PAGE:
Tuesday, February 26, 2008

Don't be Victim of Escrow Scams: How to Lose $630,000 in a Hurry

--Escrow Scams Now about the most Profitable of all Internet Cons

The con artist's credo: The secret of life is honesty and fair dealing; if you can fake that, you've got it made This is closely adhered to in escrow scams. It makes the perfect vehicle.

A time back a St. Louis man, operating out of Europe, juggled four balls in a con man escrow scam that reads like it was taken directly from the pages of a legal thriller novel. In a perfect timing maneuver he pocketed some $630,000 in one week, by steering four large escrow scams into coming to a head in this timely fashion. Included in his loot were the proceeds from the sales of such non-existent items as a BMW car, a rare coin collection, uncut diamonds, and a European real estate development participation. All contacts were originally made through Internet bulletin boards and chat rooms.

He followed the ancient Con Artists' Axiom: The Gods of war allow the aggressor early victory, setting him up for a worse defeat later on Otherwise, his operation was typical, His "pitch"--which included all of the usual moves--was indeed inviting. Prices were mouth-watering, terms attractive, and ease of transfer--both money and goods--made dealing with him seem like a simpleton's delight. They included: on-paper-only escrow company image, phony references and credentials, and adroit, step-by-step steerage of the "marks" into dealing with him.

Only difference from the norm was the simultaneous perfection of his scam--which made it better than the average scam--bringing all four deals to climax within days of each other. This made it easy for him to get up and go, fold the tent quickly, walk away, and put good distance between himself and the law before his marks "wised up."

To fall off a turnip truck you must first get on. Here are a few hints to help you steer clear of such form of offered transportation when dealing with any kind of escrow: the con artists involved.

1. On the internet, and elsewhere, never deal with anybody who does not list their full address and phone number. Check it out. You'd be surprised at how many do not. It all starts here with an absence of full identification.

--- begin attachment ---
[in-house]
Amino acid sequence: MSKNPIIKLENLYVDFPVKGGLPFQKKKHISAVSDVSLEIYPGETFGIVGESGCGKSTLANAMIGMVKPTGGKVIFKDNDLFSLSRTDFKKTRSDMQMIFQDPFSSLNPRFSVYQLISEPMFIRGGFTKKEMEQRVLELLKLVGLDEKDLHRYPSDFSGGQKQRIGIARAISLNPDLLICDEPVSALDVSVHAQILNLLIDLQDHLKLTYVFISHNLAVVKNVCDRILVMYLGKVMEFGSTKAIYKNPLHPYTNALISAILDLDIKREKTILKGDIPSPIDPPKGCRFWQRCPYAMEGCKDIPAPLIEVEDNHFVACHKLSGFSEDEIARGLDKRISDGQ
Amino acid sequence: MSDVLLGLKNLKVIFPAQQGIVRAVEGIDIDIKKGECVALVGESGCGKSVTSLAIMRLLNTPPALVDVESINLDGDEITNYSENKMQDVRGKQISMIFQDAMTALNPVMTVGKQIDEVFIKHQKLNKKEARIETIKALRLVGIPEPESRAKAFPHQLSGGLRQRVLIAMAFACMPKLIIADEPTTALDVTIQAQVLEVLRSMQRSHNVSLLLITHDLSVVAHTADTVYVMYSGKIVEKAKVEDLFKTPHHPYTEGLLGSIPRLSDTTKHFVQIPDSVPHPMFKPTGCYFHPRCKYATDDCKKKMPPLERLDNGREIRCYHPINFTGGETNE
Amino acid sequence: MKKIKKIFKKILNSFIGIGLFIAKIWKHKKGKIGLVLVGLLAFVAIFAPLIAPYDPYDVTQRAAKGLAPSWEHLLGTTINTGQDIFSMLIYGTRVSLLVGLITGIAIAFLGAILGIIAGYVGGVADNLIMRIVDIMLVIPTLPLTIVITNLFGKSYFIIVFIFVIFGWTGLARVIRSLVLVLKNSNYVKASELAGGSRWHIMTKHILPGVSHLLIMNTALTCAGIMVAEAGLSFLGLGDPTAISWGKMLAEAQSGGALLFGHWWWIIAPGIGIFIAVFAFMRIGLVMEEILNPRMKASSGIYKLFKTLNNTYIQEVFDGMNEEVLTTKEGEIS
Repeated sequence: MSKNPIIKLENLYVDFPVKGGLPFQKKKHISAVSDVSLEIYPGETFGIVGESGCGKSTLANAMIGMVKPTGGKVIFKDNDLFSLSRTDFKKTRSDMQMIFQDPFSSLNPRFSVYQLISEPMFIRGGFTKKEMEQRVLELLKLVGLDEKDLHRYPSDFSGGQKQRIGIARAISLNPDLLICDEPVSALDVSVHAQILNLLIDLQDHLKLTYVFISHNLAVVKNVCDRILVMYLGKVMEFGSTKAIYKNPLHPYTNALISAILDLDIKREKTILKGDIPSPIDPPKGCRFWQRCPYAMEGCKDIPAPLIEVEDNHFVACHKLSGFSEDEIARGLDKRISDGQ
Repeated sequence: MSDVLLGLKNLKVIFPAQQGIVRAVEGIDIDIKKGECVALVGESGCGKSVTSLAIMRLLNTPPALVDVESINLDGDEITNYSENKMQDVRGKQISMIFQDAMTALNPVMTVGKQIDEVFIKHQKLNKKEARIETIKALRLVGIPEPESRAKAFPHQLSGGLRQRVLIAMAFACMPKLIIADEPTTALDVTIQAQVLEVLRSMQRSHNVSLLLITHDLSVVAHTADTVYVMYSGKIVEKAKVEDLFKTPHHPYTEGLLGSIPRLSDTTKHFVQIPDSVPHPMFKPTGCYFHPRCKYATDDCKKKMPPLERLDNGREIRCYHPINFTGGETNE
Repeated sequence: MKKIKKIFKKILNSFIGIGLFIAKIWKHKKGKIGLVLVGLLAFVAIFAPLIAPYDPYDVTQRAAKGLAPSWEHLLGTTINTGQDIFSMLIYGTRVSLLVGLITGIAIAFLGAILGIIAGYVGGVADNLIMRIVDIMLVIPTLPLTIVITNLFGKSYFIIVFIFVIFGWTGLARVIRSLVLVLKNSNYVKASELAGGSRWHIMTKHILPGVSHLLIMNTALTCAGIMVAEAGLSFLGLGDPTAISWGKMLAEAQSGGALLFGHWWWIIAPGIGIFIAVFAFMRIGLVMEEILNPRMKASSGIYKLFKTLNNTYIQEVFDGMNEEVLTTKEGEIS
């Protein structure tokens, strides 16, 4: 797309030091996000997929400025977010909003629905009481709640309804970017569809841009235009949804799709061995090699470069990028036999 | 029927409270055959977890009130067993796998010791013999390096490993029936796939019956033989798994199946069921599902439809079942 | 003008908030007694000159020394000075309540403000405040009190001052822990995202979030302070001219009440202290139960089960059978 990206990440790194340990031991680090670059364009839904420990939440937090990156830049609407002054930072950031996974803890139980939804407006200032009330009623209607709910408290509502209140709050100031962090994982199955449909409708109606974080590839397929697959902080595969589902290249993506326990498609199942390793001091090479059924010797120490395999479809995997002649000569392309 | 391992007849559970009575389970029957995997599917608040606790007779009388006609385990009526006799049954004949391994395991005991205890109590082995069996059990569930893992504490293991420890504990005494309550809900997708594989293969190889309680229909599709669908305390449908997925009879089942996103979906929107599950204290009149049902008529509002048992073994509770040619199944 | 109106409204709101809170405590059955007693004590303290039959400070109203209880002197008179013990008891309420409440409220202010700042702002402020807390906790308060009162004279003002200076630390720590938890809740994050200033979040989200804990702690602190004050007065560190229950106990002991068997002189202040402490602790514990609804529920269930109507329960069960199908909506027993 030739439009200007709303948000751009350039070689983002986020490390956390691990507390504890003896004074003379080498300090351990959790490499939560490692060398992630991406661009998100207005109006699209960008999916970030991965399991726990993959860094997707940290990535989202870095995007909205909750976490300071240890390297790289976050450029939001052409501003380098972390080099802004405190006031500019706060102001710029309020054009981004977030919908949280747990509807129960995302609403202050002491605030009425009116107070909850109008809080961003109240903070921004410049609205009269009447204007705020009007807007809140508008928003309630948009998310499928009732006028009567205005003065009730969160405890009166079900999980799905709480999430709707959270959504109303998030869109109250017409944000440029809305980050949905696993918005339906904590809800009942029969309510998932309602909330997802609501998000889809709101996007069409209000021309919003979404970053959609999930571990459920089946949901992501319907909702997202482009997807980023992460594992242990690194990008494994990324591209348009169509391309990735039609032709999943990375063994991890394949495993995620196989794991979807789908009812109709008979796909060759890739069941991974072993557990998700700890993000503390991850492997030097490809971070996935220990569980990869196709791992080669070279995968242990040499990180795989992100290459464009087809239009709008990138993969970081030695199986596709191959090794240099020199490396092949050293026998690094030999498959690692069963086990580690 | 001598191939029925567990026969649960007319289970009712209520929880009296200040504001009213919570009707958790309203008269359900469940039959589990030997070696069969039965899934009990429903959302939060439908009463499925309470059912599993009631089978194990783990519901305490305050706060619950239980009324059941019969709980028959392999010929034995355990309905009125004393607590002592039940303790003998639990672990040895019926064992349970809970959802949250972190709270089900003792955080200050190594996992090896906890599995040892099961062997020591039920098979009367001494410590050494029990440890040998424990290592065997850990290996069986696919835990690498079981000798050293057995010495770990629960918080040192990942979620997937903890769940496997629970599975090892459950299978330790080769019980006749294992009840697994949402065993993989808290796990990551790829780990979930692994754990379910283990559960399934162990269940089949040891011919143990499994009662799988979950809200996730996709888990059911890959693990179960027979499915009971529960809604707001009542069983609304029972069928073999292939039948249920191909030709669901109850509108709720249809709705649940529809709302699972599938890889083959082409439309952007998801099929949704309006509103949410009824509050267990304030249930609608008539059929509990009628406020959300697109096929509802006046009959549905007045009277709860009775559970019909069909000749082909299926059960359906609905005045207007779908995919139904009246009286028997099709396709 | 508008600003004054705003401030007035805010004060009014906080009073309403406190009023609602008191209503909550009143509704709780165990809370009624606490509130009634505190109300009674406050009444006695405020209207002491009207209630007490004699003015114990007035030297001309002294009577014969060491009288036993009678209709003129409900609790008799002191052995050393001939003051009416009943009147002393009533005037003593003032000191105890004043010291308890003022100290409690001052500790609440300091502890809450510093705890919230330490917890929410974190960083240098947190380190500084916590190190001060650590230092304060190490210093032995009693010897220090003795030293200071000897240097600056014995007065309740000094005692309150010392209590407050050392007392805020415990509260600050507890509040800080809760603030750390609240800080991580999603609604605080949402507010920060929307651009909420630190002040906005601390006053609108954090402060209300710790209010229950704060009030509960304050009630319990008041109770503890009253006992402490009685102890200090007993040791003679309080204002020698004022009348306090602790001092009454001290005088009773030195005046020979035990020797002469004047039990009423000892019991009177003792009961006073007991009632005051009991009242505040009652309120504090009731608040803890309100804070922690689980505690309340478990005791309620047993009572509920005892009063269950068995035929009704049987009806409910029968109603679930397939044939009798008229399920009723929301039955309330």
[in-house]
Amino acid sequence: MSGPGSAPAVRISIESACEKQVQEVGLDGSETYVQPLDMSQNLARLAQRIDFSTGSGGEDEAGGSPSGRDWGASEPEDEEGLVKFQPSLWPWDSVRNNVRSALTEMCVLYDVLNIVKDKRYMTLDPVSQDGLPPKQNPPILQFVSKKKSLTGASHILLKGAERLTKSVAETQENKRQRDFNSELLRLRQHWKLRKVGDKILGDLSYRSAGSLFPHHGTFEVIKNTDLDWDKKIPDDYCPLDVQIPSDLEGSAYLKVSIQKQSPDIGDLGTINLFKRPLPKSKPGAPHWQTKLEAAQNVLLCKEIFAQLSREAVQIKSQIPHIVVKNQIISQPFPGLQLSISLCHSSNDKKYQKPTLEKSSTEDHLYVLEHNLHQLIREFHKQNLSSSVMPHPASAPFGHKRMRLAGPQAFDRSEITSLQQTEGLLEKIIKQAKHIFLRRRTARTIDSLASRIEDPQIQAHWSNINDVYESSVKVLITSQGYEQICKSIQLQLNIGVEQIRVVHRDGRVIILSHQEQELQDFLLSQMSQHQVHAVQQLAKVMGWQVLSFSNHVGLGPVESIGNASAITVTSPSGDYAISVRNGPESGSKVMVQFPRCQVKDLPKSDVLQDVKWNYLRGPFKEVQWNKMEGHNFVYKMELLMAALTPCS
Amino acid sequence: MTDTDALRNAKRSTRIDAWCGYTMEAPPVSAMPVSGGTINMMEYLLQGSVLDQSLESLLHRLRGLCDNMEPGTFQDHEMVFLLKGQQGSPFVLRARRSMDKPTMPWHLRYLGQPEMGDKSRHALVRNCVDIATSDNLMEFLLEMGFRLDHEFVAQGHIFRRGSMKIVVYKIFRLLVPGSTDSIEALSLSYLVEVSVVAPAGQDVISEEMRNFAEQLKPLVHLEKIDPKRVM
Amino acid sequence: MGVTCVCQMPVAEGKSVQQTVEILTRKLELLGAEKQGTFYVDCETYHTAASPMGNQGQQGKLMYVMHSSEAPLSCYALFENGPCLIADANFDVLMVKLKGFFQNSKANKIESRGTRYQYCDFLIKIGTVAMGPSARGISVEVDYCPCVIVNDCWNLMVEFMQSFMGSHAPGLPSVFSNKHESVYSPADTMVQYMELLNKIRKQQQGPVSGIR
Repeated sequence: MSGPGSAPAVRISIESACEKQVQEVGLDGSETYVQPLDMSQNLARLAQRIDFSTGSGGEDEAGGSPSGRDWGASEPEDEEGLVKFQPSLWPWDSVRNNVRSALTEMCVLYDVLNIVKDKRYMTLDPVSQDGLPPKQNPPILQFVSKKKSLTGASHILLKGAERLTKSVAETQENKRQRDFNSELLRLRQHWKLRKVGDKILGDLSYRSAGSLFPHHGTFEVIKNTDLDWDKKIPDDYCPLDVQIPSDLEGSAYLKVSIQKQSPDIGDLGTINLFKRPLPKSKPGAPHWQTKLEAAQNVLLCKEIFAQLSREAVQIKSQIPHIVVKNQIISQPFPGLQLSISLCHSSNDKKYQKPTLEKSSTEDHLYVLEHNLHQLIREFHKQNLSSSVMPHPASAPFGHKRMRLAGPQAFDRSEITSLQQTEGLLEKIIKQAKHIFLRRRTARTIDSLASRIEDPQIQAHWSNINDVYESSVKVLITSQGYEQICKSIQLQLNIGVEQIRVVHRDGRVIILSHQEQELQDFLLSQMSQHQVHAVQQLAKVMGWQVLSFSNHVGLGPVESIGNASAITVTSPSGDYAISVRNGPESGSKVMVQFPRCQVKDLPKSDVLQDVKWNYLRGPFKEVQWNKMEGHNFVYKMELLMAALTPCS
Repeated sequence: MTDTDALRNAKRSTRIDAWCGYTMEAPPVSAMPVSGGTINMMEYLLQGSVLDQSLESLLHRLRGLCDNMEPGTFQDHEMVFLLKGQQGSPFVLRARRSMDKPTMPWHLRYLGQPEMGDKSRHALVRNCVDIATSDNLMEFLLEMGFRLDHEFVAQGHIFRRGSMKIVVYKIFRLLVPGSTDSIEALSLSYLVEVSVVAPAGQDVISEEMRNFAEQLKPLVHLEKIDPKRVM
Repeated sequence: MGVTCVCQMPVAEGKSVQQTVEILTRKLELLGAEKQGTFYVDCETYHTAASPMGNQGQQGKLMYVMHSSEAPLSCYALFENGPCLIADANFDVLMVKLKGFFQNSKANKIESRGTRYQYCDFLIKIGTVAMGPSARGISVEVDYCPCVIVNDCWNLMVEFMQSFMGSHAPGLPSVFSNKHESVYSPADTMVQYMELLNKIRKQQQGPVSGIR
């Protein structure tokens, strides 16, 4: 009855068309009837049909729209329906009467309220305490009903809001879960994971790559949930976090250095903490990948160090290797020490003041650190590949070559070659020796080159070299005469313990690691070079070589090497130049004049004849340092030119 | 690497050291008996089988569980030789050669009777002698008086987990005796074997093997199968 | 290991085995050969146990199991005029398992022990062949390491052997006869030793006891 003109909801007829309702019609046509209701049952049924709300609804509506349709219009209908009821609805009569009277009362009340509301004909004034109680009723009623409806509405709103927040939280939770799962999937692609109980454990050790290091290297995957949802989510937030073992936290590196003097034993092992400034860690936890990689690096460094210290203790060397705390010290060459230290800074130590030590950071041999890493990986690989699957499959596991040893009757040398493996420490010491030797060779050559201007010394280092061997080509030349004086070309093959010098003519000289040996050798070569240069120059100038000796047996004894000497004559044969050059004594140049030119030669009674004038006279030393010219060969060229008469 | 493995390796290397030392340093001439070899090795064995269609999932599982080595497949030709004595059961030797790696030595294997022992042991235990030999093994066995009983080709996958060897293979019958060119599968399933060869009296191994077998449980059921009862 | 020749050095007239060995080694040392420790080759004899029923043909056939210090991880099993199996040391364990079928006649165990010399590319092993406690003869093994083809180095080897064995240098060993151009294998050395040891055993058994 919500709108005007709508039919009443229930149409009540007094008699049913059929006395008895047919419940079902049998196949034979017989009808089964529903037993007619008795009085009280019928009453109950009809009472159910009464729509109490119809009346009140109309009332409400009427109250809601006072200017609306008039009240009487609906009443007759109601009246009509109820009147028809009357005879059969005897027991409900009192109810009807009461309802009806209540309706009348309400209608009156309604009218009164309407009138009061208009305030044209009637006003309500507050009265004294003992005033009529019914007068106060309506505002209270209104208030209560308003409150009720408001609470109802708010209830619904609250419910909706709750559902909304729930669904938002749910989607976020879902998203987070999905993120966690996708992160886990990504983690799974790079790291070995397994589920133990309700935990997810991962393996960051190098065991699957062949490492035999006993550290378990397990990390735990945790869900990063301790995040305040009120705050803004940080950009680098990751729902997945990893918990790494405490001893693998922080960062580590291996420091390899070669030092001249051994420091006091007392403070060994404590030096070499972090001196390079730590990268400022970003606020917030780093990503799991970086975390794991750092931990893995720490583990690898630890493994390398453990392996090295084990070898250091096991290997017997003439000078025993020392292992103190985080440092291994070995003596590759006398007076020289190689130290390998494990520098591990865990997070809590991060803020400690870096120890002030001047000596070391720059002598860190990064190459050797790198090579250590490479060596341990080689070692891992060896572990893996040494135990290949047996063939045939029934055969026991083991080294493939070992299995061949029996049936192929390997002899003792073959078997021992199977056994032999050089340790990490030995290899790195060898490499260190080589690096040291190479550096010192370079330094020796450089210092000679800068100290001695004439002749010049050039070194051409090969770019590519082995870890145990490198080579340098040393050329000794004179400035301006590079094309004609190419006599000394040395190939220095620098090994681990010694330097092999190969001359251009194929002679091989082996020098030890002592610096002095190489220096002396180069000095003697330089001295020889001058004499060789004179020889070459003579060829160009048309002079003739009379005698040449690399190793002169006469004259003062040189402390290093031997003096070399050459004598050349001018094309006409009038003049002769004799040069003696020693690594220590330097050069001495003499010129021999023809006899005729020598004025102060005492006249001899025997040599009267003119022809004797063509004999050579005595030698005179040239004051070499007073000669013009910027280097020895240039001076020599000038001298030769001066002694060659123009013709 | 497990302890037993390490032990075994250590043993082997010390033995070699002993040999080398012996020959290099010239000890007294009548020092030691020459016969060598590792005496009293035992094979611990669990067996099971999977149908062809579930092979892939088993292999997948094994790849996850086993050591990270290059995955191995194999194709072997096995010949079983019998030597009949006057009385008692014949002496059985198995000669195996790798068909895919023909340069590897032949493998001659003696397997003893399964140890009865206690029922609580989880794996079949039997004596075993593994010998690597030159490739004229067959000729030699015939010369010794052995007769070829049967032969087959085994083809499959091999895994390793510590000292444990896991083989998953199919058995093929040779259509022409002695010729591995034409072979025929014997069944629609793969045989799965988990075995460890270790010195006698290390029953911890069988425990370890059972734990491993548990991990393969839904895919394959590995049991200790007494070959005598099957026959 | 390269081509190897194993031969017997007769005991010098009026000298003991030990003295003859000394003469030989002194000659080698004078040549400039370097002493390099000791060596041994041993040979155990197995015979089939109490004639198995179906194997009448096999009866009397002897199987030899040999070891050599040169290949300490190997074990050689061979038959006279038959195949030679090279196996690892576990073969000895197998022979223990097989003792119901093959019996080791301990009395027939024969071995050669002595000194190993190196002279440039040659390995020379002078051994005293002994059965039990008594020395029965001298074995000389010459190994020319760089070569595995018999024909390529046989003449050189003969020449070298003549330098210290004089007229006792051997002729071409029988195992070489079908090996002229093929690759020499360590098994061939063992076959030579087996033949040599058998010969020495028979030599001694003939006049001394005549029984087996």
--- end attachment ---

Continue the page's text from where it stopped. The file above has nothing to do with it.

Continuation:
2. Does either the buyer or seller (whichever you're dealing with) refer you to a specific escrow service? If so, this is not a yellow light situation, it is a big, flashing red light. Drop this person like the proverbial "hot potato" and search elsewhere.

3. If, when attempting to contact the escrow company's customer service department by phone, you find it impossible to get past the robot brigade--to talk to a real live human being--hang up and and walk off into the sunset, in search of a different service.

4. When Western Union or Money-Gram money transfers are suggested, the shock should be something similar to what it would be seeing the SWAT team pull up in front of your house. No person-to-person transfers of any kind, if you are treating you wallet with respect. Only bank transfers--you to corporate entity--and have your bank report to you as to where the funds were transferred. And, use this method only in rare, thoroughly-investigated instances.

5. Check out the long list of known fraud sites at Escrow Fraud. com Imperative for discovering fraud and con artists' shell games.

6. If an internet transaction, check out how long the suspect escrow company's domain name has been in operation. You can do this at Register.com

7. Offers, with no negotiation at all, to pay for shipping and insurance should be received by you like finger nails being scraped across a black board. These "generous" offerings are usually made to disguise transactional hanky-panky. If you want it all, and want it delivered, this is not the way to go about it.

There you go. You need not be taken in by the accepted gibberish of the escrow money transaction.

Now, consider this, a fact we feel should be a kind of cathartic shock for, even, the brain-dead: